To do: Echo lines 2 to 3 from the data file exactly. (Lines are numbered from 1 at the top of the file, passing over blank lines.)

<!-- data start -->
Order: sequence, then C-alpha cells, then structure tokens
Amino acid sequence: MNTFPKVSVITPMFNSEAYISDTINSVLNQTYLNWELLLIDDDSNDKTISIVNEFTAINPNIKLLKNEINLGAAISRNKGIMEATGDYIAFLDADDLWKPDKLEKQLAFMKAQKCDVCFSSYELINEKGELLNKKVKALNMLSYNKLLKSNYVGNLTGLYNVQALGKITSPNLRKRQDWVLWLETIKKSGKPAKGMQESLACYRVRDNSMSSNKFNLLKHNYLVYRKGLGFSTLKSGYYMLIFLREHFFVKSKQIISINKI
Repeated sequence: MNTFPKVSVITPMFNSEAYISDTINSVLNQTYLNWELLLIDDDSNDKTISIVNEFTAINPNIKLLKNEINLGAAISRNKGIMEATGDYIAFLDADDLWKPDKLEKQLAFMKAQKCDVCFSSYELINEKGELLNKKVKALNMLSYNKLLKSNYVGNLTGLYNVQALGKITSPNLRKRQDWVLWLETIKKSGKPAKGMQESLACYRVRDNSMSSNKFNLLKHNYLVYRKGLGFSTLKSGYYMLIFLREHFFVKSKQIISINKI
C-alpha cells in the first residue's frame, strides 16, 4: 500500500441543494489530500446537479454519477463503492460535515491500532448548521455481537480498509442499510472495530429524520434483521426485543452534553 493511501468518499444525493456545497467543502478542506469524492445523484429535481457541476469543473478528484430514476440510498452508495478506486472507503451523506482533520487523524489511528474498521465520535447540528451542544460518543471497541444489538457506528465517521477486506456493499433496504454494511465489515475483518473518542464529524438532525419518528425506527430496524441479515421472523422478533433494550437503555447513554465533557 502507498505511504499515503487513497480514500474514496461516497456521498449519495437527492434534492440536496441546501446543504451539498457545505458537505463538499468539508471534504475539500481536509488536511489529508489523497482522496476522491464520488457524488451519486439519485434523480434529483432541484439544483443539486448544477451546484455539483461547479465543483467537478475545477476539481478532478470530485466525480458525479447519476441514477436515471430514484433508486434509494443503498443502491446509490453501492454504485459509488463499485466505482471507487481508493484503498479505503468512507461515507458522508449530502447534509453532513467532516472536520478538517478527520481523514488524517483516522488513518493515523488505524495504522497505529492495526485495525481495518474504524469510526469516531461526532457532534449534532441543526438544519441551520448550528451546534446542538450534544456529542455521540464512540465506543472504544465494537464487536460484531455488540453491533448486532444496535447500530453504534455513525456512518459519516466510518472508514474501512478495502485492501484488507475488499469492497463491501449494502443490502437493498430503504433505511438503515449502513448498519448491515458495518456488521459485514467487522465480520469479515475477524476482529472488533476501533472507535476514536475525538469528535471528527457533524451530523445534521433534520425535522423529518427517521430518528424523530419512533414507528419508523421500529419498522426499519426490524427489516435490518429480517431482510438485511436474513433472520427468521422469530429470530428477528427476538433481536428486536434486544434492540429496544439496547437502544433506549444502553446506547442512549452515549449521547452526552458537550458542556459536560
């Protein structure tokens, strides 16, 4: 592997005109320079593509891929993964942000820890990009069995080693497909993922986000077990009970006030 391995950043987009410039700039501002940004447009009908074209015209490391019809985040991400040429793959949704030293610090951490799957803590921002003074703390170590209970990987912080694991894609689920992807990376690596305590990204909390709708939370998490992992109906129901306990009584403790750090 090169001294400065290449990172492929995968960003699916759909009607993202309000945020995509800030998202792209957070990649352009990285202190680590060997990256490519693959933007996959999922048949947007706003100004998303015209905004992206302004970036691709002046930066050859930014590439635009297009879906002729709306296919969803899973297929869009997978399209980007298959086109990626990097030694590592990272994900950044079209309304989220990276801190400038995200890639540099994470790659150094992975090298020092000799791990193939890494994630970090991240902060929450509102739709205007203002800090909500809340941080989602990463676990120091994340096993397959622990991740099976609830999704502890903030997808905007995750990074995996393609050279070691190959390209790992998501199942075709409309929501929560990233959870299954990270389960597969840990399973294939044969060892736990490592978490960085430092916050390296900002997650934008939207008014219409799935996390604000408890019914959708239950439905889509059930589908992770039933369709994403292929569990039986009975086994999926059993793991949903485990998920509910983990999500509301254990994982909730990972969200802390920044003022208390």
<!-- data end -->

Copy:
Amino acid sequence: MNTFPKVSVITPMFNSEAYISDTINSVLNQTYLNWELLLIDDDSNDKTISIVNEFTAINPNIKLLKNEINLGAAISRNKGIMEATGDYIAFLDADDLWKPDKLEKQLAFMKAQKCDVCFSSYELINEKGELLNKKVKALNMLSYNKLLKSNYVGNLTGLYNVQALGKITSPNLRKRQDWVLWLETIKKSGKPAKGMQESLACYRVRDNSMSSNKFNLLKHNYLVYRKGLGFSTLKSGYYMLIFLREHFFVKSKQIISINKI
Repeated sequence: MNTFPKVSVITPMFNSEAYISDTINSVLNQTYLNWELLLIDDDSNDKTISIVNEFTAINPNIKLLKNEINLGAAISRNKGIMEATGDYIAFLDADDLWKPDKLEKQLAFMKAQKCDVCFSSYELINEKGELLNKKVKALNMLSYNKLLKSNYVGNLTGLYNVQALGKITSPNLRKRQDWVLWLETIKKSGKPAKGMQESLACYRVRDNSMSSNKFNLLKHNYLVYRKGLGFSTLKSGYYMLIFLREHFFVKSKQIISINKI